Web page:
Art & Design are by their very nature contrived; and never more so than at an annual college show, be-it fine art, graphics, fashion or product design. The Royal College of Art is no exception and is perhaps one of the greatest perpetrators of this truism. In 2020 this feels more so, due to the constraints of Coronavirus making it challenging to discern what are often very intangible qualities, which do not lend themselves easily to an online exhibition where there is so little sensual contact.
This is decidedly different from say an Amazon online experience where products are categorised by, function, star rating, cost and banality. It seems difficult to justify the assertion that 'everything made by man has been designed' (Maybe the world needs more female product designers?). The key difference is the quality of thought that has gone into each and every one of the exhibits in this years' RCA virtual show, where fundamentally design is the legacy of thought and in turn, the legacy of design is the thought and perception of the user.
As an industrial designer I have selected seven of my favourite product designs from this year, that I have found most intriguing, thought-provoking and inspiring; which is an experience I feel every year I visit the annual RCA students show without exception.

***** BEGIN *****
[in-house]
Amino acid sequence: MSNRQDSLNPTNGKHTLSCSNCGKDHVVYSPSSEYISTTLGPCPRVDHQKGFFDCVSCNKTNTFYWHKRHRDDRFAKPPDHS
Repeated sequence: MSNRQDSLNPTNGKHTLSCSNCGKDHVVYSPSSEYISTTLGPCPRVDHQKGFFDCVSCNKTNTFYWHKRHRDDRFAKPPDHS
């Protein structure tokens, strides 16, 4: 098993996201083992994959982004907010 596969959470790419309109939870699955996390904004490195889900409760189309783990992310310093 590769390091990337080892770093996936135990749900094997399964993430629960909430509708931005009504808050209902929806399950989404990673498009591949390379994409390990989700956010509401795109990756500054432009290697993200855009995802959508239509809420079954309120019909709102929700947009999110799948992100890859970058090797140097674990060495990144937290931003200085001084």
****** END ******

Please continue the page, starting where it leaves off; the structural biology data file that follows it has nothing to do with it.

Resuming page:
An engineer at heart, Sebastian Conran has design in the blood. He is currently focused on designing technologies to make them more emotionally engaging. He is passionate about creating thoughtful and elegant products that are satisfying to use. He believes ‘form follows fabrication’ and that one must thoroughly understand how things are to be made and experienced before you put pencil to paper.’
As CEO of Consequential Robotics and Sebastian Conran Associates design studio, Sebastian takes a hands-on, down-to-earth approach to all his design projects, sharing his wealth of experience and manufacturing expertise with the design team. The studio’s designs have received many awards for design and innovation as well as being granted over fifty patents and design patents in various fields.
From working with The Clash in the 1970s to founding Consequential Robotics in 2016, Sebastian's life has been focused on understanding how things are made, sold, used and experienced. As well as creating ingenious, stylish and satisfying products, he is visiting Professor of Design & Innovation at Bristol Robotics Lab and Designer in Residence at the University of Sheffield’s engineering faculty.